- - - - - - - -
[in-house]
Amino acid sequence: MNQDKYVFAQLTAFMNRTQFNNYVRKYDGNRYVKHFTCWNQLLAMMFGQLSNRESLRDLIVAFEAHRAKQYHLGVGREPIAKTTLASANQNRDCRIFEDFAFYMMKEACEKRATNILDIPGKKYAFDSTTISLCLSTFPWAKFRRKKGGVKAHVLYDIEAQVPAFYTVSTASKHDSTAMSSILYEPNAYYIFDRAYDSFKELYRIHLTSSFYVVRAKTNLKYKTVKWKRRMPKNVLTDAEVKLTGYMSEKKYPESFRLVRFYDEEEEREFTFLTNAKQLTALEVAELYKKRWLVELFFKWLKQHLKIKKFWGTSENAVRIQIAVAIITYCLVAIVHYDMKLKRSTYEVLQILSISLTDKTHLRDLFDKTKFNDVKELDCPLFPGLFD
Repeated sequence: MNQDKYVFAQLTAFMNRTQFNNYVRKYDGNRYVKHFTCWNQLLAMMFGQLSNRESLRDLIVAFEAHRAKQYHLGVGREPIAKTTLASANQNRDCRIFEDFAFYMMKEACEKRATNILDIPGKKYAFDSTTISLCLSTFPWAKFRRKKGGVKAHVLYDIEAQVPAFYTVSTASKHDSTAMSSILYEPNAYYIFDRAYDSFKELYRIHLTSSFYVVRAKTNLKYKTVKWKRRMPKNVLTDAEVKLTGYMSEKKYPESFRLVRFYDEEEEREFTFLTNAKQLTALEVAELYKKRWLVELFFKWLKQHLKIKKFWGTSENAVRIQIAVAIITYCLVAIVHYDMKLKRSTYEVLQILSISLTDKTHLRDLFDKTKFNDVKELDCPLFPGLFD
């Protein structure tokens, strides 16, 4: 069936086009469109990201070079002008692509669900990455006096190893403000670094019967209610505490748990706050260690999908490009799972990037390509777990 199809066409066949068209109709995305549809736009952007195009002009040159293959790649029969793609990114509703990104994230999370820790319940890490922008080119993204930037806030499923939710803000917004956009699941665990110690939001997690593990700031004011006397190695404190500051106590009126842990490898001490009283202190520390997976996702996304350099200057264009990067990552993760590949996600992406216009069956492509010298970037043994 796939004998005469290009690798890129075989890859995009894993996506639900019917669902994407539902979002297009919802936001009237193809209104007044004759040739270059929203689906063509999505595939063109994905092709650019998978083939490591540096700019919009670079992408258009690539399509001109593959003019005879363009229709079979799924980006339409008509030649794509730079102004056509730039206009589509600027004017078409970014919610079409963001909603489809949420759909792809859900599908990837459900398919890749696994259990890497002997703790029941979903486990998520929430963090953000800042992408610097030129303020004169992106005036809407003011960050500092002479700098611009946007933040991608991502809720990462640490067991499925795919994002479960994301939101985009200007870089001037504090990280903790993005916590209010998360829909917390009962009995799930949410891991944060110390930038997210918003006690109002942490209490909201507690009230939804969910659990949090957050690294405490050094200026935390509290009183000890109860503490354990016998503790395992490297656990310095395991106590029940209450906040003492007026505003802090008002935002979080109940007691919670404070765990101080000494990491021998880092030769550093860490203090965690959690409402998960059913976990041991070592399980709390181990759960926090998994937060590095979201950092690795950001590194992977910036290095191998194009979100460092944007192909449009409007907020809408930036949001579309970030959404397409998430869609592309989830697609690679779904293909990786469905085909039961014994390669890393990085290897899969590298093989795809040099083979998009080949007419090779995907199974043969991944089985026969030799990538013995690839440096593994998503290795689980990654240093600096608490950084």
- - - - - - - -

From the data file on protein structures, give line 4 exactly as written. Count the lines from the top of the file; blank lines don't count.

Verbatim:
């Protein structure tokens, strides 16, 4: 069936086009469109990201070079002008692509669900990455006096190893403000670094019967209610505490748990706050260690999908490009799972990037390509777990 199809066409066949068209109709995305549809736009952007195009002009040159293959790649029969793609990114509703990104994230999370820790319940890490922008080119993204930037806030499923939710803000917004956009699941665990110690939001997690593990700031004011006397190695404190500051106590009126842990490898001490009283202190520390997976996702996304350099200057264009990067990552993760590949996600992406216009069956492509010298970037043994 796939004998005469290009690798890129075989890859995009894993996506639900019917669902994407539902979002297009919802936001009237193809209104007044004759040739270059929203689906063509999505595939063109994905092709650019998978083939490591540096700019919009670079992408258009690539399509001109593959003019005879363009229709079979799924980006339409008509030649794509730079102004056509730039206009589509600027004017078409970014919610079409963001909603489809949420759909792809859900599908990837459900398919890749696994259990890497002997703790029941979903486990998520929430963090953000800042992408610097030129303020004169992106005036809407003011960050500092002479700098611009946007933040991608991502809720990462640490067991499925795919994002479960994301939101985009200007870089001037504090990280903790993005916590209010998360829909917390009962009995799930949410891991944060110390930038997210918003006690109002942490209490909201507690009230939804969910659990949090957050690294405490050094200026935390509290009183000890109860503490354990016998503790395992490297656990310095395991106590029940209450906040003492007026505003802090008002935002979080109940007691919670404070765990101080000494990491021998880092030769550093860490203090965690959690409402998960059913976990041991070592399980709390181990759960926090998994937060590095979201950092690795950001590194992977910036290095191998194009979100460092944007192909449009409007907020809408930036949001579309970030959404397409998430869609592309989830697609690679779904293909990786469905085909039961014994390669890393990085290897899969590298093989795809040099083979998009080949007419090779995907199974043969991944089985026969030799990538013995690839440096593994998503290795689980990654240093600096608490950084």